TRYING A SECOND-HANDER
V1.—A 1927 4-SEATER 3-LITRE BENTLEY
Engine : 4-cylinders, 80 mm. x 140 mm. and stroke. Single overhead camshaft. Gears : 1st, 10.34 to 1 ; 2nd, 6,41 to 1 ; 3rd,
5.21 to 1 ; top, 3.92 to 1.
Wheelbase : 9ft. 9iins.
Track : 4ft. 8ins.
Chassis weight : 23 cwt.
Complete car. 26 cwt.
Tank capacity : 11 gallons.
Speeds on gears : 44 m.p.h. on 2nd; 60 m.p.h.
on 3rd ; 78 m.p.h. on top.
Braking distance from 40 m.p.h. : 46ft. In re
WHEN a firm starts to make motor cars, and with its first model springs into a position in the automobile world unattained by any of its rivals, there must be something more than usually remarkable about that model. Such was the case of the famous 3-litre Bentley which brought its name to the position of being a household word among motorists, and which has made history both on its own, and on behalf of the motor industry of this country.
Whatever may happen to the Bentley car under its new regime, whether new models are introduced or not, the name itself has gained such a position that nothing can ever alter it. The foundation of that name was the 3-litre 4-cylinder car which first regained tor this country some of the laurels of international racing after we had ceased to take an active part in the Grand Prix races.
In considering this model as a second-hand car, there is a great difference between it and the normal used vehicle, as the very policy which governed its design and material, has had a far reaching effect on its value through the years. There are many people who try to impress on us the fact that motorcars when new, whatever their particular points, are only worth so much a pound, and their value in so many seasons is decided merely on a fixed scale of depreciation, and that after a certain number of years they automatically reach scrap value and are not worth further attention.
We are willing to admit that with the majority of mass-produced utility vehicles such is the case, but there will always be exceptions, especially in the field of sports cars. If a car is sufficiently well built in the first place, and possesses sufficient individuality of design and performance, its value will always be sufficient to make periodical overhauls and replacements well worth while, and this in turn will cause the value to be maintained much better than in the case with cars whose production is legion, and whose models are continually changing. When, through H. M. Bentley and Partners of 3, Hanover Court, who specialise in Bentleys, we had a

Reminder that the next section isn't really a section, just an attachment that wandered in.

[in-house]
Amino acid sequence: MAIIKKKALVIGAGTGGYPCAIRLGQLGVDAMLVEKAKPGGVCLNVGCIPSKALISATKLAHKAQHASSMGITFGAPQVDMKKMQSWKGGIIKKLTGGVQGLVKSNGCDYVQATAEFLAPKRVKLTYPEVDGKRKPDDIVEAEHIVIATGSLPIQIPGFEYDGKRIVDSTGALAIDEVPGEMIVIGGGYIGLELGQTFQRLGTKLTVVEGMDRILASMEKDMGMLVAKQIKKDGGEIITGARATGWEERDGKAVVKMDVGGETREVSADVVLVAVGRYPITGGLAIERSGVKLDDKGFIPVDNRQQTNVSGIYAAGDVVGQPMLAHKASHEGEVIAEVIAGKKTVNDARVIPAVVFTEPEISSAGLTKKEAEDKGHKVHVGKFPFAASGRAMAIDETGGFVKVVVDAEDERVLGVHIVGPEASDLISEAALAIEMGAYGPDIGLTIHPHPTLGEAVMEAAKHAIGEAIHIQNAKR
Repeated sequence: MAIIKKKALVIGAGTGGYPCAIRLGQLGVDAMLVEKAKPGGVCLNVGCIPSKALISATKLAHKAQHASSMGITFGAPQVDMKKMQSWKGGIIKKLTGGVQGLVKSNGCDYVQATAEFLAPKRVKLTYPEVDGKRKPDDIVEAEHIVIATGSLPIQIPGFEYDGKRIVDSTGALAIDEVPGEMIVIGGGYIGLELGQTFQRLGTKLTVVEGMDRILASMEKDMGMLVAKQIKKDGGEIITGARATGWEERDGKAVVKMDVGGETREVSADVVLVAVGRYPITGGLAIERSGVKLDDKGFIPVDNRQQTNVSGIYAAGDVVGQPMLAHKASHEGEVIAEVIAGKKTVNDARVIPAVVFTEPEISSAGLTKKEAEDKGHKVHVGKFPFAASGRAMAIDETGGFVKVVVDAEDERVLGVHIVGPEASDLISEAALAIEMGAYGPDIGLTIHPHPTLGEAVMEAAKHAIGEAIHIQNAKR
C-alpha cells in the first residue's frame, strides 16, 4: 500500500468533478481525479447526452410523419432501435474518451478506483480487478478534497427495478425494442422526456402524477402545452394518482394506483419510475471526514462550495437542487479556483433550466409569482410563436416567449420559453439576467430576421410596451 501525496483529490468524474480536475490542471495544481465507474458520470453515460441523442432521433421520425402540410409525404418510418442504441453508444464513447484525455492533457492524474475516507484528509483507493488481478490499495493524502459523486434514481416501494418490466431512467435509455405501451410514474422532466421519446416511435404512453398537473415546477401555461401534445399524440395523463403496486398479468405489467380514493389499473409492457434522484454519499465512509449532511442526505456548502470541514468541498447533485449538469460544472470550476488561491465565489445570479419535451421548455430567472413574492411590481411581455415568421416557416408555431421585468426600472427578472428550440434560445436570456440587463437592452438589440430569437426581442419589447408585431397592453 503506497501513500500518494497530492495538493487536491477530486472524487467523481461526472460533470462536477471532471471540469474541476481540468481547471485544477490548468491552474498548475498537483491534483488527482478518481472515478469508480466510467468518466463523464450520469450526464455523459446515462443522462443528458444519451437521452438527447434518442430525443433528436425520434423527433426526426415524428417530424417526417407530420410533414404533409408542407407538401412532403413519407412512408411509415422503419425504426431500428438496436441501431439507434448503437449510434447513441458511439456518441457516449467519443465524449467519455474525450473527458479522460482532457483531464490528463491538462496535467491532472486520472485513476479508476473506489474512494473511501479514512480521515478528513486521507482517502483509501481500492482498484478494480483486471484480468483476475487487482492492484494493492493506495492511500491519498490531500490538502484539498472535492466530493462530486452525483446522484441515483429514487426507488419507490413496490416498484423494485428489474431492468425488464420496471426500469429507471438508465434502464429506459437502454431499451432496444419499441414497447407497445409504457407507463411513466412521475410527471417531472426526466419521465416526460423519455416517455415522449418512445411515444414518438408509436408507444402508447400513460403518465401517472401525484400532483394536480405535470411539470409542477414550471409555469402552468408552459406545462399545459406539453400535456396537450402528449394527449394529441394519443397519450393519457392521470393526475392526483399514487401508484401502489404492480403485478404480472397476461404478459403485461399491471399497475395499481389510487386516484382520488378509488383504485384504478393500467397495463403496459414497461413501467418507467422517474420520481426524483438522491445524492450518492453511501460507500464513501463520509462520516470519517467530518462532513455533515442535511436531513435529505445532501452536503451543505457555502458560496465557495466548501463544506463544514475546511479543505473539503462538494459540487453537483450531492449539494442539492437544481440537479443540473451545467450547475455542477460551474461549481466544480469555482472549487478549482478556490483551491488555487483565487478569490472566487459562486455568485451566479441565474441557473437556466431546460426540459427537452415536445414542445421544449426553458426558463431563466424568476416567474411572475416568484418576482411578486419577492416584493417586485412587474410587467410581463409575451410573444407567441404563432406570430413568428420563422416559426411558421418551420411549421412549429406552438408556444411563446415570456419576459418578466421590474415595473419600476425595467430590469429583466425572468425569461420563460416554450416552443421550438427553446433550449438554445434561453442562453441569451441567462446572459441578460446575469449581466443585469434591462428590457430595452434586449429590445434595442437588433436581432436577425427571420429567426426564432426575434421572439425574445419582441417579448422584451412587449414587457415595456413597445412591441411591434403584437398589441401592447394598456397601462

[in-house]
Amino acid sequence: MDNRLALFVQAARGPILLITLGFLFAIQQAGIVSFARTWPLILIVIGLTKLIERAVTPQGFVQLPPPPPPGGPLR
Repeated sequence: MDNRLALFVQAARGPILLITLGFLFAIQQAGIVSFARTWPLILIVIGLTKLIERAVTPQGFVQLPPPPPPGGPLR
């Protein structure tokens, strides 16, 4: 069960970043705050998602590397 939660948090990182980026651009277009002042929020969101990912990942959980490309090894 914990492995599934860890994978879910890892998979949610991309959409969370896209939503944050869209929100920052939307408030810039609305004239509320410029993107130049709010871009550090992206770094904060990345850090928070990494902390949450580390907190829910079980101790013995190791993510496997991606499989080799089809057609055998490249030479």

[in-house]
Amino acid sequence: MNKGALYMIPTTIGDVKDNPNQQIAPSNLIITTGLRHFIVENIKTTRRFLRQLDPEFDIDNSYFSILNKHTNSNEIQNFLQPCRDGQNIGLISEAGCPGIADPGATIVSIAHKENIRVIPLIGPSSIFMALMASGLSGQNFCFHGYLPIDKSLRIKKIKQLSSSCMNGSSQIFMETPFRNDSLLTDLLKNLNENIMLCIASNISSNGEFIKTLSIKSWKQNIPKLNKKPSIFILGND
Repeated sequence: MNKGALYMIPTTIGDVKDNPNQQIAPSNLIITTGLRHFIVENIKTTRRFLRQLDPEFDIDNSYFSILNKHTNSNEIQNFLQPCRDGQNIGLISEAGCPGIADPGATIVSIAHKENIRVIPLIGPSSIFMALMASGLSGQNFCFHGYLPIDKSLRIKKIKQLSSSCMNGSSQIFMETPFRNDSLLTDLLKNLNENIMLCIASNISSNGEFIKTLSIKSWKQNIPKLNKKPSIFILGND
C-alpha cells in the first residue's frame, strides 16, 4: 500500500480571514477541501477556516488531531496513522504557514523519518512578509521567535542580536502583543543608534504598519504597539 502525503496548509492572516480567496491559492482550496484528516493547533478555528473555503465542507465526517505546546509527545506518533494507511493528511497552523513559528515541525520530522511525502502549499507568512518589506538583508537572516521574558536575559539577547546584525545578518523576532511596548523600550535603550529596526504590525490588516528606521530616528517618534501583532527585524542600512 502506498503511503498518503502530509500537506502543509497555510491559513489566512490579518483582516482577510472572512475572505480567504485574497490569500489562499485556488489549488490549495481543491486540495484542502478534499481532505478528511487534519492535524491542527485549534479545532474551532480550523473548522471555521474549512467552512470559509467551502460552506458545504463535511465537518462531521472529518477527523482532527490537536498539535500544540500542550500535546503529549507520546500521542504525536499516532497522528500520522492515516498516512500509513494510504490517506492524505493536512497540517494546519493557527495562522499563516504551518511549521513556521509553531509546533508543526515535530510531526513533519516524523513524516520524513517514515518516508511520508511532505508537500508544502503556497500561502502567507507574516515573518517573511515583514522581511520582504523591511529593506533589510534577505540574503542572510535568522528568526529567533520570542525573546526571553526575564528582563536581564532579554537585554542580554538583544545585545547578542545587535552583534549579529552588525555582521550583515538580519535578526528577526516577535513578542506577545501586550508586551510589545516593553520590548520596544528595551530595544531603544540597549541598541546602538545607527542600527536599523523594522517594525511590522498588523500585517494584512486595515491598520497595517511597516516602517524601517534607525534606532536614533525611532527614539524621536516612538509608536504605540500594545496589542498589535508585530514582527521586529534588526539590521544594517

4-seater sports 3-litre for a few days, we were able to realise once more the indefinable but none-the-less defin
ite fascination, of a car which is built to an ideal of mechanical excellence, and not to the more sordid standards of low price and large sales. Modern developments have undoubtedly given us cars of much higher performance for the same size, which in competition work entirely supercede the model we were trying, but this somehow does not detract from the pleasure of driving the Bentley, as its performance
is in itself sufficiently good to satisfy almost anyone but the racing man, while the manner in which it achieves its performance is almost more important than the figures themselves. The car seemed to show no signs whatever of being 4 years old. It looked the same as it must have done in its first season, and it ran like a chr which has just passed through a period of careful running in. Its mechanical silence was remarkable and its oil consump tion—always a barometer of wear and tear—quite negligible. On a cold morning it started at the first touch of the starter button, and its flexibility was amaz
ing. This may not seem very important in a fast car, but it really is, and on long journeys a motor which will, when required, roll gently through a crowded town at 10 m.p.h. or less on top gear without fuss or snatch is very pleasant indeed.
Once in open country again the very easily operated gear change calls for use if the full performance is to be enjoyed, and the acceleration by this means is definitely good, and has the advantage of being proportionately better at high speeds than at low, as the figures show. The maximum speed on the level was 78 m.p.h. which requires a fairly long stretch of road to reach, but which is held without any fuss owing to the engine’s ability to pull a high gear. This is extremely pleasant on a long run as it enliances the feeling that nothing is being overstressed, and means a higher average speed without
fatigue. 70 m.p.h. can be maintained as a cruising speed, with plenty of throttle left, it being a peculiarity of high geared cars that a comfortable cruising speed is near their maximum. At 60 m.p.h. the engine is only doing some 2,500 r.p.m., which is another reason for the seemingly everlasting properties of this machine.
high-geared without being heavy, and with plenty of life in it. This enables the driver to “chuck the car about” under perfect control and with the minimum of hand movement, while he can always feel exactly what the front wheels are doing even on the greasiest surface, making skid corrections instant and almost automatic. The rear wheels did not at first seem to hold the road as well as the front, but suitable adjustment of the Hartfords all round effected great improvement in this respect. The road worthiness in general is of that high standard which only extensive experience of speed work can give, and makes one long to set off on long journeys for no other purpose than to enjoy driving the car. The petrol consumption